Early Origins of the Virner family
The surname Virner was first found in Edinburghshire
, a former county, now part of the Midlothian
council area where they held a family seat
from very ancient times.
Early History of the Virner family
This web page shows only a small excerpt of our Virner research.Another 169 words (12 lines of text) covering the years 1428, 1478, 1529 and 1550 are included under the topic Early Virner History in all our PDF Extended History products and printed products wherever possible.
Virner Spelling Variations
Although the name, Virner, appeared in many references, from time to time, the surname was shown with the spellings Verner, Vernour, Vernor and others.
Early Notables of the Virner family (pre 1700)
More information is included under the topic Early Virner Notables in all our PDF Extended History products
and printed products wherever possible.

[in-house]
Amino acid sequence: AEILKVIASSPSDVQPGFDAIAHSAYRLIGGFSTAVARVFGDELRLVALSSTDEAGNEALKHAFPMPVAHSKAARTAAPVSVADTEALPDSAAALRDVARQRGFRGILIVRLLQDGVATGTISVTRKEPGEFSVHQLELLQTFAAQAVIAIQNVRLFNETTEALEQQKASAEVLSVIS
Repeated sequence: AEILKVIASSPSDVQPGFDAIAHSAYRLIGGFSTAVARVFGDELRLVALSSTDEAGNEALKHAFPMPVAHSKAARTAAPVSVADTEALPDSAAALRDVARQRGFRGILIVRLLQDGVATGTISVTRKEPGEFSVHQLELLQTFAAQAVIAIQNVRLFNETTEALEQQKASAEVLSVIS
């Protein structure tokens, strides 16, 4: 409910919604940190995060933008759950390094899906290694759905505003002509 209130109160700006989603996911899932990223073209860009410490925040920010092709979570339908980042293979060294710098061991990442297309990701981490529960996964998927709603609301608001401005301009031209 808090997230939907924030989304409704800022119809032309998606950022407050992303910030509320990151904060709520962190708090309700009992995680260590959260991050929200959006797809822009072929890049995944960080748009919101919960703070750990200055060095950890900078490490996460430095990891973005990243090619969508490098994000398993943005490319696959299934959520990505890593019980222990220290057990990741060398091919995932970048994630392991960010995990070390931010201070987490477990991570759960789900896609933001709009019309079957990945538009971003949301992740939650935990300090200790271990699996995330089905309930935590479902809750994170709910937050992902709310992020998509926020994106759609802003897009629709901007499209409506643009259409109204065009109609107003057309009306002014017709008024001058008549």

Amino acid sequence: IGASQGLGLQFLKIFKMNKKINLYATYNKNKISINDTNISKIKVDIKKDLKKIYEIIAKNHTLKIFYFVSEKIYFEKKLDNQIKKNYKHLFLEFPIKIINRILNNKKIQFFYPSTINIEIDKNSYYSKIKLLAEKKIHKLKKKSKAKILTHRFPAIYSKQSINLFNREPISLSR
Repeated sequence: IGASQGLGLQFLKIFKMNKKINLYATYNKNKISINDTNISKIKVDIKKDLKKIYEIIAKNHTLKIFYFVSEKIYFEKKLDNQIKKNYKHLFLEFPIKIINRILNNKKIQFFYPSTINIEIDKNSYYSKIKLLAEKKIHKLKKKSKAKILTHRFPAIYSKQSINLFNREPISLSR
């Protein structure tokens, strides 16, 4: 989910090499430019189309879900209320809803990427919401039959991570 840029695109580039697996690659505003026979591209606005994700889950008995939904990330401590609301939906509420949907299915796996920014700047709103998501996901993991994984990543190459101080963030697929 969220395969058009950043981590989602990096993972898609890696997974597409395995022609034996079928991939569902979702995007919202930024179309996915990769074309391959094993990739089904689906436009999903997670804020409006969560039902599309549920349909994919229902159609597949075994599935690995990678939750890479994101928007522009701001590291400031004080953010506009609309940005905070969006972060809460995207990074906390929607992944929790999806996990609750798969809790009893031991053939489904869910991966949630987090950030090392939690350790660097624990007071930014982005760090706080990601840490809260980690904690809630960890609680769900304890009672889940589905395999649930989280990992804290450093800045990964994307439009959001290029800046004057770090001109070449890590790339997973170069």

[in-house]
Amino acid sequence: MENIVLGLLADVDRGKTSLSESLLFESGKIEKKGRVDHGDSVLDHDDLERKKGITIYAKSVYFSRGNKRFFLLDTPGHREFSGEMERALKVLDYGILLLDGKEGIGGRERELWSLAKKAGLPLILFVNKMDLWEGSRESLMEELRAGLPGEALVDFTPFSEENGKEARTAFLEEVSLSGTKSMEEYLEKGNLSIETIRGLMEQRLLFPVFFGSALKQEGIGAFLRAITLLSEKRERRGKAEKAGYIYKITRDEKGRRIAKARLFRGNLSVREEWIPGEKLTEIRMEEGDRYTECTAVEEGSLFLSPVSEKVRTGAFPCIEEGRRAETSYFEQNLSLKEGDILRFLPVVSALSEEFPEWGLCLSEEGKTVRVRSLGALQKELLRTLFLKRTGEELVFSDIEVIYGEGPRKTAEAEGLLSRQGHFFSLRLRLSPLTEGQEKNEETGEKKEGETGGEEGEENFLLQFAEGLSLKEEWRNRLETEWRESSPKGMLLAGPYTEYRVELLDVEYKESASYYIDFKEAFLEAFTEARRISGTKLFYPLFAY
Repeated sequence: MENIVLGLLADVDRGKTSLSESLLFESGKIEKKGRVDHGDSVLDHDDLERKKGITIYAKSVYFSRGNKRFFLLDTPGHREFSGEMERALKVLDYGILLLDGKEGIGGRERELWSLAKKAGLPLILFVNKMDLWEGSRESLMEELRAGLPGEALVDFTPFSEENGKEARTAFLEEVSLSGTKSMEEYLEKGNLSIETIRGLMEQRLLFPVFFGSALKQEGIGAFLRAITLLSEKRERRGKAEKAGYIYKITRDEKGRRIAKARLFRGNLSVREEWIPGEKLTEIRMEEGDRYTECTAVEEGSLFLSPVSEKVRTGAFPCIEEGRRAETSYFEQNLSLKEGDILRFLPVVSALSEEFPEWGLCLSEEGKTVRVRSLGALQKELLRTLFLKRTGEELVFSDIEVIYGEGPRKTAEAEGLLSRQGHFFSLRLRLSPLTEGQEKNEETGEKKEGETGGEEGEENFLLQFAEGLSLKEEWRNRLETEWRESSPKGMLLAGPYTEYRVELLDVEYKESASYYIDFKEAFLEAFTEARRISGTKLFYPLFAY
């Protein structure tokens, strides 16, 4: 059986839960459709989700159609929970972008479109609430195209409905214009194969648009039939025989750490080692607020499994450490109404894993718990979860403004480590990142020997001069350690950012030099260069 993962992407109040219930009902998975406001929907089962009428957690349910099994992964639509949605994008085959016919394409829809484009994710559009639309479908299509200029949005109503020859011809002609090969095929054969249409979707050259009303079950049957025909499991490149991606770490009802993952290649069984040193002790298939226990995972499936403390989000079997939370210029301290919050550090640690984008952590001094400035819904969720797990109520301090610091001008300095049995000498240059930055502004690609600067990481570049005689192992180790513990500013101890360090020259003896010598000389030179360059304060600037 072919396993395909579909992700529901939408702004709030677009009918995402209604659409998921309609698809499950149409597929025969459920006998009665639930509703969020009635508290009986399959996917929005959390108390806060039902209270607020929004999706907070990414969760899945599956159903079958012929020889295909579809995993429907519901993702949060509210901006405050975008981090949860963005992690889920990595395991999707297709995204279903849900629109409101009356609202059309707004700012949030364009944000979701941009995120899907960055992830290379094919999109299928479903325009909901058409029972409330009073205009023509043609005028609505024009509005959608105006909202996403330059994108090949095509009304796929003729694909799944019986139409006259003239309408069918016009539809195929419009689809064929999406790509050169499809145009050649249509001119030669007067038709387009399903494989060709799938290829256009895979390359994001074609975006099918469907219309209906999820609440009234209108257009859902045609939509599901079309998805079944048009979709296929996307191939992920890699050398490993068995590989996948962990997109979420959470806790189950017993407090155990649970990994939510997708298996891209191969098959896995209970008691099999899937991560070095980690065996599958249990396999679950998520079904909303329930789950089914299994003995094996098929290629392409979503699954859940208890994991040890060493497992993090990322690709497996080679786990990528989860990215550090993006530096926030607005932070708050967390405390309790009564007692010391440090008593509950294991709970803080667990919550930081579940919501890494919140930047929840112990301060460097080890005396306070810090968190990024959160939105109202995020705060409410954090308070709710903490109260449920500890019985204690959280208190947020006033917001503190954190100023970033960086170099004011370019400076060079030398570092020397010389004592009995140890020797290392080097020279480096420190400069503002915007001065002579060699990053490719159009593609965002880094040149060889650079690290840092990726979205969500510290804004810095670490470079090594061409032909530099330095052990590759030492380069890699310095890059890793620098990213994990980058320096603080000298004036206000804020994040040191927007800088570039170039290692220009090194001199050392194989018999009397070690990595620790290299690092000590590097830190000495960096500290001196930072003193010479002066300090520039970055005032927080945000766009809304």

Migration of the Virner family to Ireland
Some of the Virner family moved to Ireland
, but this topic is not covered in this excerpt.Another 33 words (2 lines of text) about their life in Ireland is included in all our PDF Extended History products and printed products wherever possible.
Migration of the Virner family to the New World and Oceana
Gradually becoming disenchanted with life in Ireland
many of these uprooted families sailed aboard the armada of sailing ships known as the "White Sails" which plied the stormy Atlantic. These overcrowded ships often arrived with only 60 to 70% of their original passenger list, many dying of cholera, typhoid, dysentery or small pox. In North America, some of the first immigrants who could be considered kinsmen of the Virner family name Virner, or who bore a variation of the surname were Peter and Phillip Verner who settled in Philadelphia, Pennsylvania in 1747; Charles Verner settled in Philadelphia in 1847.
The Virner Motto
The motto was originally a war cry or slogan. Mottoes first began to be shown with arms in the 14th and 15th centuries, but were not in general use until the 17th century. Thus the oldest coats of arms generally do not include a motto. Mottoes seldom form part of the grant of arms: Under most heraldic authorities, a motto is an optional component of the coat of arms, and can be added to or changed at will; many families have chosen not to display a motto.
Motto: Pro Christo et patria
Motto Translation: For Christ and Country.